IMS Productions has been broadcasting live IndyCar races for over 30 years. Matt Vice will give a tour through the various production trucks used to create and deliver content to national broadcasters.
Due to limited space we will be enforcing timed ticket entry.
When: Wednesday, May 17, 2023
Time: Tours begin at 4:30 PM followed by Q&A at 6:00 PM
Meeting Topic: Careers in Audio: What’s your connection? (Winter 2023)
Moderator Name: Jay Dill
Speaker Name: Eric French, WOSU; Eric Brown, American Sound & Electronics; Lesley Ann Fogle, AES Columbus Section Chair
Meeting Location: virtual (Zoom)
The second joint meeting of the Indiana and Columbus, OH sections began with a round of introductions from our panelists. Eric French is a senior broadcast technician and engineer at WOSU, which encompasses multiple radio stations, as well as TV broadcasting. Eric Brown is the general manager of American Sound’s Indianapolis office, managing a team implementing a variety of audio, video, and other technical solutions for a wide range of projects. Lesley Ann Fogle rounded out the panel to lend her expertise as the internship coordinator at Capital University’s music technology program.
The panel began by discussing the internship programs at both entities. For American Sound’s internship program, the focus is on getting interns into the field ASAP. This provides context for the complexity of projects, as well what goes into a successful project; understanding the overlap between skillsets and interdependence of different departments is critical to a smooth project.
WOSU’s intern program tends to draw heavily from higher education institutions, word of mouth, and even the armed forces. Interns tend to arrive with either musical or computer engineering backgrounds, and find homes in departments closely related to their background. Most interns are started with hands-on tasks that illustrate attention to detail and the ability to meet deadlines; this provides an important gauge of an intern’s capabilities to move on to broadcast-critical tasks.
The panelists agreed that willingness to learn and apply existing skills in new ways are critical characteristics of a successful intern. In both programs, interns may find themselves outside of their areas of knowledge, so a teachable disposition and a desire to learn are important. On the job training is available in both cases. Diligence and reliability were also highlighted as key skills. Eric French also noted that trying new things can often lead interns to reorient their careers to different areas of the industry with which they had no prior experience. The panel also highlighted an understanding that the work isn’t always glamourous, but everyone does what it takes to keep projects moving and the station on the air.
Discussion then moved to obtaining and internship or job. The key word from all was “persistence”; keep calling, keep networking, and make connections through industry organizations like the AES. Also important is researching your potential employer to understand what they do and how your skills overlap with that entity.
Discuss ways to get connected in professional audio through internships in the fields of audio integration or broadcast production! Our panel will include:
• Eric Brown, general manager of audio installer American Sound & Electronics’ Indianapolis office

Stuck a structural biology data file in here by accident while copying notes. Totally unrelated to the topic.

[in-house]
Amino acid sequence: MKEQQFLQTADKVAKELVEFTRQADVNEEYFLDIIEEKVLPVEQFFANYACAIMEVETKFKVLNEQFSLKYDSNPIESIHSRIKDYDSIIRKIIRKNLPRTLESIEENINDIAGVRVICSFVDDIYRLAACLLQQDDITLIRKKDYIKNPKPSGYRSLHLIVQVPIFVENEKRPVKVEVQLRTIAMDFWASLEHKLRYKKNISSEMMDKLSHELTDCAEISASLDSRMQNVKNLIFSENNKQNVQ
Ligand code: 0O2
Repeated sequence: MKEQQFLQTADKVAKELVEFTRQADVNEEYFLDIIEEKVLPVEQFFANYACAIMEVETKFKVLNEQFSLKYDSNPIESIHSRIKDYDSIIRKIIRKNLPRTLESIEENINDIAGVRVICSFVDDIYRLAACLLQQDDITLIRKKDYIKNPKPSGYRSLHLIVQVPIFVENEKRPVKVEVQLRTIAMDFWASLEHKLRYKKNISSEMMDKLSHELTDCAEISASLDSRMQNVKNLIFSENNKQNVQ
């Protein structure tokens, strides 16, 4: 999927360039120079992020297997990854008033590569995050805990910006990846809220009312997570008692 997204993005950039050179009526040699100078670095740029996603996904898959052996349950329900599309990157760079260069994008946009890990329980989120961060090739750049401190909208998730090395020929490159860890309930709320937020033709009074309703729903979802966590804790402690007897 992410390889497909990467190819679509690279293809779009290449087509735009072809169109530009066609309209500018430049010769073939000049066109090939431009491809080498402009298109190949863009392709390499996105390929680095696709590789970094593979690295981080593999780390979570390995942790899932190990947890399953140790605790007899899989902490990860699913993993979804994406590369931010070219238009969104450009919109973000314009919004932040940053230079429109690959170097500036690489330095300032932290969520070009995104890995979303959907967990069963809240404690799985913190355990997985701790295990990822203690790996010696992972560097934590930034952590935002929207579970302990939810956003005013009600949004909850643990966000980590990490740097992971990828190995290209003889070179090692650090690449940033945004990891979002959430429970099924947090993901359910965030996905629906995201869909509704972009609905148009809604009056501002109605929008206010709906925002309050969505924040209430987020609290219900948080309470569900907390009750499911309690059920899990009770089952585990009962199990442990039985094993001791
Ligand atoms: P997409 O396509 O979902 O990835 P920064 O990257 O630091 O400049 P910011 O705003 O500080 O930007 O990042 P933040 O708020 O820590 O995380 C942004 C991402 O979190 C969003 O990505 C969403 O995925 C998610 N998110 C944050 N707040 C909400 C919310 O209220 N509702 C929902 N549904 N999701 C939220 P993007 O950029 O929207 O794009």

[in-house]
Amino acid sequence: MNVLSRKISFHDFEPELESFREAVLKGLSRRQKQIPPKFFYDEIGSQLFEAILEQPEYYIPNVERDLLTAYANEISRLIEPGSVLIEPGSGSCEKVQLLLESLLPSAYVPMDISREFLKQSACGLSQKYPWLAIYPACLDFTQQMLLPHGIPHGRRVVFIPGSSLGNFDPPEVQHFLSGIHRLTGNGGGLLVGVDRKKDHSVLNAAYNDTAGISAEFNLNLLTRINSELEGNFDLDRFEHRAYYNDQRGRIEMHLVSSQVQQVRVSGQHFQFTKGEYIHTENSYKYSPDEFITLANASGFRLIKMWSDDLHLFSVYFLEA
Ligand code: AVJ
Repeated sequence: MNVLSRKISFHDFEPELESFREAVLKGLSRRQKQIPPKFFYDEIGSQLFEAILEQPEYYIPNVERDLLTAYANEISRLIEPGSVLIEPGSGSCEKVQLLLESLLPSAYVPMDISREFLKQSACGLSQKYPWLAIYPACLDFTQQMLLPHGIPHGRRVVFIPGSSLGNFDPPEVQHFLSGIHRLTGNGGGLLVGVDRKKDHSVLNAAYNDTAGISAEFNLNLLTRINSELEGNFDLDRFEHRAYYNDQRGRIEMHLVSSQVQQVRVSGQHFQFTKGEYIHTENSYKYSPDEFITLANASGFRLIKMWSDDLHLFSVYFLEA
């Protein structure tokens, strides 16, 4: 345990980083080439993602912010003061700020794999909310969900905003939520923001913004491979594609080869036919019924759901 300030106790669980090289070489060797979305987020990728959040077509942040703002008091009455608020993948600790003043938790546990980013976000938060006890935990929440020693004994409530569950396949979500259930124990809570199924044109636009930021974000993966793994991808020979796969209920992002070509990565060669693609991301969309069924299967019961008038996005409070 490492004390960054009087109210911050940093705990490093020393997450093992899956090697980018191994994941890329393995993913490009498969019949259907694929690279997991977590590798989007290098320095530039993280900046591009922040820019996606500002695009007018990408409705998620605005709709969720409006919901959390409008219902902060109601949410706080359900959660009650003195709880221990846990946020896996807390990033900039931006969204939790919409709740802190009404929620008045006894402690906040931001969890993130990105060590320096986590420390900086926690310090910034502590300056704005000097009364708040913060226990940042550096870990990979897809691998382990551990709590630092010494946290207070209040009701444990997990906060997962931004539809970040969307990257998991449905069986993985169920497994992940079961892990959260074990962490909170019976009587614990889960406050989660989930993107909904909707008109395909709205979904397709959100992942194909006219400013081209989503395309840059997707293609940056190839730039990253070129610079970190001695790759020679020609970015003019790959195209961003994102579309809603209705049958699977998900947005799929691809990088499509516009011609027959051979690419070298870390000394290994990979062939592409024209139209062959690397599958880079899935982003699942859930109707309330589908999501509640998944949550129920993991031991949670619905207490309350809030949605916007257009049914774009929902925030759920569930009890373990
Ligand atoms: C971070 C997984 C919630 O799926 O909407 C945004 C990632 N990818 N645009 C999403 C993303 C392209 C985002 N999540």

• Eric French, the senior broadcast technician at WOSU Public Media
• Lesley Ann Fogle, AES Columbus Section Chair, Music Tech Internship Coordinator
• Jay Dill, Indiana Section chair, moderating
Join us for a discussion on building skills across segments of the audio industry, making connections, and preparing yourself for an internship or job to jump-start your career!
More about our panelists:
Eric M. Brown has 27+ years of experience in the field of Technology, Audio-Visual and Conferencing Integration. He has built relationships and worked with local, state, national and global accounts to design and deliver solutions that help our partners focus on their business initiatives and not the technology they require to streamline their day-to-day meetings and activity. For the past 12+ years, Eric has provided leadership for the engineering and operations teams supporting our partners, ensuring customer satisfaction and project success is delivered at the highest quality.
Eric French has worked in audio production for 20+ years as an audio engineer, broadcast technician, teacher and musician. He is the senior broadcast technician at WOSU Public Media as well as a partner at GBS Records. Eric is a graduate of Capital University and The Recording Workshop.
Lesley Ann Fogle studied vocal performance, but in wanting to fully understand sound, she shifted to the technical side and quickly worked her way up in Chicago’s audio post-production industry. While working at Cutters, she landed a gig as the voice of Nintendo, and joined SAG, and went freelance on the audio side (Hear No Evil Sound in 2004). Years later, returning home to Ohio and adapting to a market where audio is often hyphened to video, she rebuilt her client base by showcasing the importance of dedicated sound polish to final picture.
New Year’s Greetings to AES members of the Indiana Section This is the first edition newsletter for members of the AES – Indiana Section. We hope to provide newsletters on a semi-annual basis, to keep members informed of upcoming events, and to foster a greater sense of community and connectedness among area audio professionals.
We are now the INDIANA Section! After years of pondering the possibility of changing our Section name to the Indiana Section, we have finally been able to realize that goal. The name change was officially approved by the AES Board of Governors, July 2022. Thank you for your support in voting for this change. We also thank Bill Schulenburg, Central Region VP, for his support and guidance through this process.